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While many call centers have enjoyed the benefits of call recording for decades, there are always businesses preparing to add this functionality for the first time. What the technology does is obvious – where first-time users sometimes err is in making sure that agents make the most of its potential. 

For contact centers preparing for call monitoring system implementation, here are five best practice tips before and after installation. 

Before the System is Installed

1. Don’t spring this on the team. Announce the decision to add call recording software in advance and clarify the reasons for the implementation. An agent’s first response might be concern over how every word they say will now be part of the company’s permanent record. Reassure them that this isn’t a “Big Brother” spying technique, but a way to improve performance for both managers and agents. Schedule time to listen to any feedback, questions or issues.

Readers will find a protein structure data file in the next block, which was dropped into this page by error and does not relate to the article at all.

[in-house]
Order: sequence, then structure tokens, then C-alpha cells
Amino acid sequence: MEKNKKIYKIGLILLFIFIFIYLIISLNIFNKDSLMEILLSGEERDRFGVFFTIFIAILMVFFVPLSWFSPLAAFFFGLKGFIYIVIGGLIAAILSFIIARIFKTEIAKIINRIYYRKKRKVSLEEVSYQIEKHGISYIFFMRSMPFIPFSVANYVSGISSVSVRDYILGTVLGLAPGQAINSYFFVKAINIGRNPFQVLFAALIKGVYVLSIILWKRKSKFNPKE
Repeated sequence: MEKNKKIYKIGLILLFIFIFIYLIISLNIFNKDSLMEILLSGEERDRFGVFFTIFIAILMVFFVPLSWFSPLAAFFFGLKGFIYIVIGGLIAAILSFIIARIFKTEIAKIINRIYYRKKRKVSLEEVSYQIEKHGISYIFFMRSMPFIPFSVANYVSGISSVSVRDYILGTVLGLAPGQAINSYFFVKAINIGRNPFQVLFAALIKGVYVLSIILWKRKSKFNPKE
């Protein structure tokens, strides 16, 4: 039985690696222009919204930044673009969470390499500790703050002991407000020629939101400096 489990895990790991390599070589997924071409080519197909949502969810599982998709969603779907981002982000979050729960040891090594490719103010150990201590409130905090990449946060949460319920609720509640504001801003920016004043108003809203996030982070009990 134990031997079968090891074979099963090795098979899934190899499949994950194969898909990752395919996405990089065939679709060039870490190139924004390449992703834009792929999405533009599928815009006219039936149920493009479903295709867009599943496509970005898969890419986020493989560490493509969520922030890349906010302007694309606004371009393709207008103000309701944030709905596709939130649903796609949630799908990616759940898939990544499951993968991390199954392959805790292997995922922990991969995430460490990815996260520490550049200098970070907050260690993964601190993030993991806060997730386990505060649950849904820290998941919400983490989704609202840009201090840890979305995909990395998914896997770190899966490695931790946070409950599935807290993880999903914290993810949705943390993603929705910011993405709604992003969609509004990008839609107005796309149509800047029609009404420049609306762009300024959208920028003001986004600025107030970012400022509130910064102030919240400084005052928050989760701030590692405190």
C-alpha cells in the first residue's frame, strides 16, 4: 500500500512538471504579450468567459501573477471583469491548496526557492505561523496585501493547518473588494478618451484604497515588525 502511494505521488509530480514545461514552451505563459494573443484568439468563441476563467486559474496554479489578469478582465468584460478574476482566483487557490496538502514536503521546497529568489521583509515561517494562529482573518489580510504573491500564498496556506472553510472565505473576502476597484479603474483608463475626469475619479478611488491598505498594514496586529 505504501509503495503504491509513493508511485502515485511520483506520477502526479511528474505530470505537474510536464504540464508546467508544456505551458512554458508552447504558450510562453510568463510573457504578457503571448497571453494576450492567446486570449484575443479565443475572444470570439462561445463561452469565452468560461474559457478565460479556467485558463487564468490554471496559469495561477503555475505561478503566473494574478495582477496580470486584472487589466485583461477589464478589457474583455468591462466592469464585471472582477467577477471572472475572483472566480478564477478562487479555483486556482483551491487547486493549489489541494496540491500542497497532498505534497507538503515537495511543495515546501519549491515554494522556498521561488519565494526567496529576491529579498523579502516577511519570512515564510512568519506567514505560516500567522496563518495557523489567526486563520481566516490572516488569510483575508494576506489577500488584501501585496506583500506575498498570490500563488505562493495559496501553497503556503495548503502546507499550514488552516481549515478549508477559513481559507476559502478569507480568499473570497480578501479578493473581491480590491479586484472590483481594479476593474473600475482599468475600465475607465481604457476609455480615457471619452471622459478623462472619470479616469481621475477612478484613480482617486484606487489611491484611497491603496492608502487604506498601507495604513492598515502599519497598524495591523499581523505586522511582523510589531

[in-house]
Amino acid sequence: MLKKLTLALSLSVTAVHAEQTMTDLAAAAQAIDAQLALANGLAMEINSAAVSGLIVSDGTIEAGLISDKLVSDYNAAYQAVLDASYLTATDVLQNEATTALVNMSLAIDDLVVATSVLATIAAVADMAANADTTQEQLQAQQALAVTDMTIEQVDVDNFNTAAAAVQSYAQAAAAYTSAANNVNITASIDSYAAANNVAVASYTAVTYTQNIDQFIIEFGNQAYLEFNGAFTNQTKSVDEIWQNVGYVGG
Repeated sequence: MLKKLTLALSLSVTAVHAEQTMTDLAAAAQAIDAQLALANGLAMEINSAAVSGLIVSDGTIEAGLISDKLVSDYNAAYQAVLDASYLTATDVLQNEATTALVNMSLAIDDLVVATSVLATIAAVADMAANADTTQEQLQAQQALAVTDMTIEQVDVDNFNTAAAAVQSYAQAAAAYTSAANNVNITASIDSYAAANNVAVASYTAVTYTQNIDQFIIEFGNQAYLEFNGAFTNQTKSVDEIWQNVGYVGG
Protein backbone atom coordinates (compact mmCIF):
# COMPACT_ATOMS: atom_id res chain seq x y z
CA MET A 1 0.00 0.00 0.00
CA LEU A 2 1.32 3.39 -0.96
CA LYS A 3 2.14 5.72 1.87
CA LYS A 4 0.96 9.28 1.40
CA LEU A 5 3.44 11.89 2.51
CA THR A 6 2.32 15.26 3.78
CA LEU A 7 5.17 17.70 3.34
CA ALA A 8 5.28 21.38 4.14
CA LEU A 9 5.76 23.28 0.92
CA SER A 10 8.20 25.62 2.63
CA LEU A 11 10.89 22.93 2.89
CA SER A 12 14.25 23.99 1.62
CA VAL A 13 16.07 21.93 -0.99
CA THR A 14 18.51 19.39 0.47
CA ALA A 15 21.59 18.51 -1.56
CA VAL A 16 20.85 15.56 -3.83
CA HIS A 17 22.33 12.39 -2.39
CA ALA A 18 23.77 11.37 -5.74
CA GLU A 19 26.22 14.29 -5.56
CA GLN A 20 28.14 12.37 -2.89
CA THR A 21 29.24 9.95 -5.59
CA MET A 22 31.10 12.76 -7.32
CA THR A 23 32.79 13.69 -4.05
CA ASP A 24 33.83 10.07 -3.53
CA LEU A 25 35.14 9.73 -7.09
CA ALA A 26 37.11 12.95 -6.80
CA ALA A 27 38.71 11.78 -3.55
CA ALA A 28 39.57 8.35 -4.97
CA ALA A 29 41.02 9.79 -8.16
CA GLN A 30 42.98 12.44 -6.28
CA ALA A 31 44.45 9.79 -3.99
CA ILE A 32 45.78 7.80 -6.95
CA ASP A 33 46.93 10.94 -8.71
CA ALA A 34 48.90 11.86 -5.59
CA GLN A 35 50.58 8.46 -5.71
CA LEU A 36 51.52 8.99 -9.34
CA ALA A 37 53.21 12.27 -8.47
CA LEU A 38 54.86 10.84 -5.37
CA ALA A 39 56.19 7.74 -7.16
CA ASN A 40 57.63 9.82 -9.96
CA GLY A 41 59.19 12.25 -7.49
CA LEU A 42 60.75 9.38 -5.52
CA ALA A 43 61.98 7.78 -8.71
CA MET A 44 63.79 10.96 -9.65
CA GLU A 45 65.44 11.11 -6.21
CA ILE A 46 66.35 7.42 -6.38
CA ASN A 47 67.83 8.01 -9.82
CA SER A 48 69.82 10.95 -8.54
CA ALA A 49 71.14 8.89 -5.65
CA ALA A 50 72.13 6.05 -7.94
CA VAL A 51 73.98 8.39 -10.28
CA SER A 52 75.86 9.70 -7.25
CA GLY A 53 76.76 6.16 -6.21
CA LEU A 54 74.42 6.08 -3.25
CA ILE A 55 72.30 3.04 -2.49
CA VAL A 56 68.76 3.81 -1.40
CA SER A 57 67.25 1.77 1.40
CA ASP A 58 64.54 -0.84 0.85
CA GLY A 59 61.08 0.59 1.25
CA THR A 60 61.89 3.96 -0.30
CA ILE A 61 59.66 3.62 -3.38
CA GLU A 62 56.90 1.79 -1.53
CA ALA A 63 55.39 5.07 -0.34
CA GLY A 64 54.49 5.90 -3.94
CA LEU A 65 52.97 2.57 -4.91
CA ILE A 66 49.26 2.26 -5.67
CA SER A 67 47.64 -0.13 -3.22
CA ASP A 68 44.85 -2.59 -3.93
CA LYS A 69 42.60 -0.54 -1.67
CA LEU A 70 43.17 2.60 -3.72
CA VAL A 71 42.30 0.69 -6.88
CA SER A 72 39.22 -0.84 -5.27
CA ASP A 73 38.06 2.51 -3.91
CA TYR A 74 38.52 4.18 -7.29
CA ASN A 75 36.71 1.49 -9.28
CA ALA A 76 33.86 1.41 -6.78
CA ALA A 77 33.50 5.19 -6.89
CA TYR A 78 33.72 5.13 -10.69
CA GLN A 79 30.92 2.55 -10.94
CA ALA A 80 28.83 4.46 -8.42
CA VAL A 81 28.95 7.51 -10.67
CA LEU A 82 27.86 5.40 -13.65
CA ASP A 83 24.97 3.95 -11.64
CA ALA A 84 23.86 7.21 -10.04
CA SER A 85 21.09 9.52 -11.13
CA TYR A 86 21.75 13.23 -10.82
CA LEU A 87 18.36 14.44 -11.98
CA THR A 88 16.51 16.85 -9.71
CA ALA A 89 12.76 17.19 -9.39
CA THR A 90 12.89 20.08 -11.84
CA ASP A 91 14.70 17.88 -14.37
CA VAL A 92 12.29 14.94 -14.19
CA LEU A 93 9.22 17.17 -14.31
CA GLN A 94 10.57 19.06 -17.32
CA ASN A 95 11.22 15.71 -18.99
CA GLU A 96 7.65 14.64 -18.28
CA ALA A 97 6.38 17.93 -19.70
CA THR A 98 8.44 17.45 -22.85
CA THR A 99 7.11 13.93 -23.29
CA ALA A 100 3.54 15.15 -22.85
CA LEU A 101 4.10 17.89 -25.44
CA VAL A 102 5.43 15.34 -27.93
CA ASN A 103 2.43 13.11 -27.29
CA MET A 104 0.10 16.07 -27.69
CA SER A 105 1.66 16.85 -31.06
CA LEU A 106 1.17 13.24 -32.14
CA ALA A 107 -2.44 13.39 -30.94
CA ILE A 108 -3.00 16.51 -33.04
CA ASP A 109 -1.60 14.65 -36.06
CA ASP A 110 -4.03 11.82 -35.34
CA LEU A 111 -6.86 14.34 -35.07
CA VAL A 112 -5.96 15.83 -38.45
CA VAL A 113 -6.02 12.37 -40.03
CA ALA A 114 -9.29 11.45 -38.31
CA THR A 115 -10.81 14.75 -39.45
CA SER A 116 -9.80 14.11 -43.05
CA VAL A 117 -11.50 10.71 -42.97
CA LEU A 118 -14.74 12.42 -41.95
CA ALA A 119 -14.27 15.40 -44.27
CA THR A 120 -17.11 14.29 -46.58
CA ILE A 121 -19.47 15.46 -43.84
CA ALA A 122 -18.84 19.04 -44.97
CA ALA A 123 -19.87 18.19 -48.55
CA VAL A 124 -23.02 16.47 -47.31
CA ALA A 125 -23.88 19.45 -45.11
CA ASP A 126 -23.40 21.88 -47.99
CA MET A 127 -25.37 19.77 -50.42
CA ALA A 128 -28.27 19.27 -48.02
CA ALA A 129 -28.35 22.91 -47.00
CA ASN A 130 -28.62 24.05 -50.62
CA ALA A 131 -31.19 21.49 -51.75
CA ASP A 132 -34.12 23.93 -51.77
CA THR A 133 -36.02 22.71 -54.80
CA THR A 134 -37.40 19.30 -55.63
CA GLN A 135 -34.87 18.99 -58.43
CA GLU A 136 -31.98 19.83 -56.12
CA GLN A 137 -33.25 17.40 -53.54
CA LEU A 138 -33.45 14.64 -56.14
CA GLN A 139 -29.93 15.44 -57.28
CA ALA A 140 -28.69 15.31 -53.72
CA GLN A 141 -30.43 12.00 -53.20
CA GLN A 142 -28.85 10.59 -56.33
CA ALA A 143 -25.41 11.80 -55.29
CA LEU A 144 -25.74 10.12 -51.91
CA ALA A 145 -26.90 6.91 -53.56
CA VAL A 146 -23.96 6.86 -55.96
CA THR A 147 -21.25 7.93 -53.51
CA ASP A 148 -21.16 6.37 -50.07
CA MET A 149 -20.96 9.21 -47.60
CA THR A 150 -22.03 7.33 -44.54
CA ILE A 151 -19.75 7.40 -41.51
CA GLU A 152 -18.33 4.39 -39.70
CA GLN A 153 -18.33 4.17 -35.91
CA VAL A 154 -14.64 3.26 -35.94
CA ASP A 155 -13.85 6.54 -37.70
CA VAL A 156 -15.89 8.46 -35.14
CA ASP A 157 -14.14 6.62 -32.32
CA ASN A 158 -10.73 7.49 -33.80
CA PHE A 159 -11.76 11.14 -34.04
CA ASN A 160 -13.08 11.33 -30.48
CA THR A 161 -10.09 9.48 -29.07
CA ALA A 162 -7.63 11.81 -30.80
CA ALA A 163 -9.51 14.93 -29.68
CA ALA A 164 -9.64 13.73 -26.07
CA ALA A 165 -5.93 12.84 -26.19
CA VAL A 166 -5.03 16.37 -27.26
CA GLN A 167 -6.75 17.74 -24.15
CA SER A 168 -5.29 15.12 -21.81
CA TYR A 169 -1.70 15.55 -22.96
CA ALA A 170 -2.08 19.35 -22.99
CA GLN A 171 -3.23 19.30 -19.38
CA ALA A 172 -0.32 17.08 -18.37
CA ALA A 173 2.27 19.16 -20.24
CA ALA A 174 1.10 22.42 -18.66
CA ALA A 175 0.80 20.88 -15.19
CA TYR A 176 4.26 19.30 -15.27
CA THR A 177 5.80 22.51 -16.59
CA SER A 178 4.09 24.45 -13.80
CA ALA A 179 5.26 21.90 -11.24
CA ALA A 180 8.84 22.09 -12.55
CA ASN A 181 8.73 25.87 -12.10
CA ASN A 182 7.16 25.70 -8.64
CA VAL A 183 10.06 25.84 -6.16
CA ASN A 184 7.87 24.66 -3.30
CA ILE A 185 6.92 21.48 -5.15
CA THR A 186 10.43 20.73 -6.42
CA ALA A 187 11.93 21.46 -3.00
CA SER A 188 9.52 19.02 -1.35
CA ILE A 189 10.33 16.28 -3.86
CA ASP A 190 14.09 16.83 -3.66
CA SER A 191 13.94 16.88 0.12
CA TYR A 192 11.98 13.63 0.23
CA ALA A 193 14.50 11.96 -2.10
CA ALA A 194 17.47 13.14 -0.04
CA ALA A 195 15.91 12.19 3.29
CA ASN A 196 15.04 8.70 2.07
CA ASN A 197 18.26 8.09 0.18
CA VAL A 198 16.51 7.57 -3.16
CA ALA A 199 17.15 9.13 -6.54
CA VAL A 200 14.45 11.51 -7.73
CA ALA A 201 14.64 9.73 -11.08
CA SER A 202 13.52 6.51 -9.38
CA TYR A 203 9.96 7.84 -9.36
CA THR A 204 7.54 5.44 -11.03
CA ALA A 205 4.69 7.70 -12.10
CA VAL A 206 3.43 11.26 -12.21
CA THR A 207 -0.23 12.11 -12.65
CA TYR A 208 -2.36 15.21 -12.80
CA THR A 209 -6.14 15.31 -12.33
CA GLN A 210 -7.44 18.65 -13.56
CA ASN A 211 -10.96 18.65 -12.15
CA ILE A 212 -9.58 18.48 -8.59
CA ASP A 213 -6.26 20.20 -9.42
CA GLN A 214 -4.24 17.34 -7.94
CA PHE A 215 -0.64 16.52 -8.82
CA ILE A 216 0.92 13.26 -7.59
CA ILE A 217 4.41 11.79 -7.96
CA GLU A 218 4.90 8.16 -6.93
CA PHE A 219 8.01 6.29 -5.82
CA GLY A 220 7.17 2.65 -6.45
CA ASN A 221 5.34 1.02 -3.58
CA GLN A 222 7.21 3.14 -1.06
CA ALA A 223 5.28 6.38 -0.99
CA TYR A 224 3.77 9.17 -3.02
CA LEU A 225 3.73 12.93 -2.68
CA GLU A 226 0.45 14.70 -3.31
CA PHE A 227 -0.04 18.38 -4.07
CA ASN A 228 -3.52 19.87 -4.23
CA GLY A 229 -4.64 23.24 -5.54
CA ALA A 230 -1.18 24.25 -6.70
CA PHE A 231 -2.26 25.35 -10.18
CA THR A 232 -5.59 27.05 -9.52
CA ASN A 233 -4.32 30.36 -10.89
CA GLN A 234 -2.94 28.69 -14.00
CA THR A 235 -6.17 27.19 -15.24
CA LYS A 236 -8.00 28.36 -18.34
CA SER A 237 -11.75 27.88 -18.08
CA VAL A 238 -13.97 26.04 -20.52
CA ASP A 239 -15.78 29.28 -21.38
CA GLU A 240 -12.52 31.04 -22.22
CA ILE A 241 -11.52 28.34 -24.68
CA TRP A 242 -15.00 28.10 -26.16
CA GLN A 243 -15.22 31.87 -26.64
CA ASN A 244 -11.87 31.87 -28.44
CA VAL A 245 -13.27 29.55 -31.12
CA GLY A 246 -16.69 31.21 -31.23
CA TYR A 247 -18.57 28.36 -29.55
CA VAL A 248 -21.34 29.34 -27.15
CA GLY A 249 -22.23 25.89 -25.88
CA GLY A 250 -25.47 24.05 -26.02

2. Now that you’ll have the data from recordings, what do you want to do first? Create a priority list of which areas will receive the most attention. Explore how this information will impact how you presently determine quality standards and customer satisfaction. There’s a good chance the old guidelines will have to be updated, or replaced. 

3. There are legal issues that impact call recording. Clarify how recordings will be logged and saved, who will have access to this stored data, and whether the call monitoring software is compliant with the Federal Communication Commission and other government and industry organizations. 


After the System is Installed